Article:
The year oil went from bust to boom — and back again 

0

The year oil went from bust to boom — and back again 

Last week was brutal for oil prices. A barrel of Brent ended the week shy of $53, down nearly 40 percent from the highs of early October. Prices gained about $2 in early Asian trading on Monday.

The year was characterized by a bust, boom, and another dramatic bust. We should now ask ourselves three questions: What happened, what is going to happen, and what are the longer-term ramifications?

Three factors brought about the boom-to-bust moments of 2018. Firstly, it took time for the OPEC+ production cuts to take hold at the beginning of the year, as it did for the incremental production increases in the summer. If this year proved one thing though, it was that OPEC+ — which comprises the producer group’s members plus 10 other nations — will deliver on its promises, but that we need to give it the time and space to do so. In this sense, the market is probably underestimating the group’s determination and ability to deliver on the further 1.2 million barrel per day (bpd) production cut agreed in Vienna earlier this month.

Secondly, the shale space never ceased to surprise on the upside. True, there were infrastructure bottlenecks, which hampered growth in the second and third quarters. There again, the US has a very entrepreneurial economy, which reacts quickly to market forces. Shale is among its most entrepreneurial sectors, and issues such as infrastructure bottlenecks tend to get addressed quickly.

Thirdly, the Iran sanctions put a real spanner in the works. OPEC+ members, particularly Saudi Arabia and Russia, were producing at record levels earlier this year, as they anticipated up to 2.5 million bpd being taken out of the market. That looked justified in autumn when Iranian exports fell by nearly 1 million bpd in anticipation of the sanctions. However, in November the US granted eight countries waivers, and suddenly there was too much oil on the market. Prices went from boom to bust in a nanosecond.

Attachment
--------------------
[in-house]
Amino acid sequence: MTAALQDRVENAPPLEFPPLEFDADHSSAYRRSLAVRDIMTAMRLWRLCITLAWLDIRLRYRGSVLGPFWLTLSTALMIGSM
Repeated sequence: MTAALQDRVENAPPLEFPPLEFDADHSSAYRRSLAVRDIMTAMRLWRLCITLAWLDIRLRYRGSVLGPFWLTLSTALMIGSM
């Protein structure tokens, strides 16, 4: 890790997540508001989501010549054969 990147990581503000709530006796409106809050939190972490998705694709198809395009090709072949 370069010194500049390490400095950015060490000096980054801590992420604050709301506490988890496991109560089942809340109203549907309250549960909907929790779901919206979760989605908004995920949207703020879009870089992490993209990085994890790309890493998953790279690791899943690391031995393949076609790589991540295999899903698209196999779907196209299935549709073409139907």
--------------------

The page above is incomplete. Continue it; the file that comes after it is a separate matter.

Last week’s further slump in oil prices could not be explained by fundamentals, though. The culprit was the stock market. The Dow went negative on the year, reflecting broader market sentiment.

2018 was characterized by a bust, boom, and another dramatic bust. We should now ask ourselves three questions: What happened, what is going to happen, and what are the longer-term ramifications?

Cornelia Meyer

This brings us to the outlook for next year: Storm clouds are gathering over the global economy, with forecasts being downgraded due to the fear of trade wars, Brexit, euro zone wobbles and a slowing US economy. All three major oil agencies — the EIA, IEA and OPEC — are watching demand closely. We can expect a further downward revision of demand as the mood music for the global economy is turning more somber. 

We also need visibility on how the US administration intends to proceed with the sanctions regime. If it leaves the waivers in place, OPEC+ has calibrated correctly and markets should balance. Yet there is also oil output to consider from Libya, Nigeria and Venezuela — which are unpredictable due to their challenging domestic circumstances. 

Taking a longer-term perspective, it has become a home truth that the advent of big US shale production has changed the balance of power in the oil space. This gives validity to the OPEC+ alliance, under which the world’s second- and third-largest producers, Russia and Saudi Arabia, cooperate in a bid to balance oil markets. This mechanism is important because businesses as well as consumers benefit from prices fluctuating in a predictable range.

The energy industry needs that predictability in order to schedule investments. Conventional oil is an ultra-long cycle business, and a dollar invested today will produce a barrel in four to 10 years. The industry needs to get ready now to pump sufficient barrels when shale production is expected to plateau in 2024. We cannot afford a cavalier attitude if we do not want to see the lights go out toward the latter half of the next decade. Therefore, OPEC+ members have vital work to do in balancing the markets.

 

  • Cornelia Meyer is a business consultant, macro-economist and energy expert. Twitter: @MeyerResources

 

Disclaimer: Views expressed by writers in this section are their own and do not necessarily reflect Arab News' point-of-view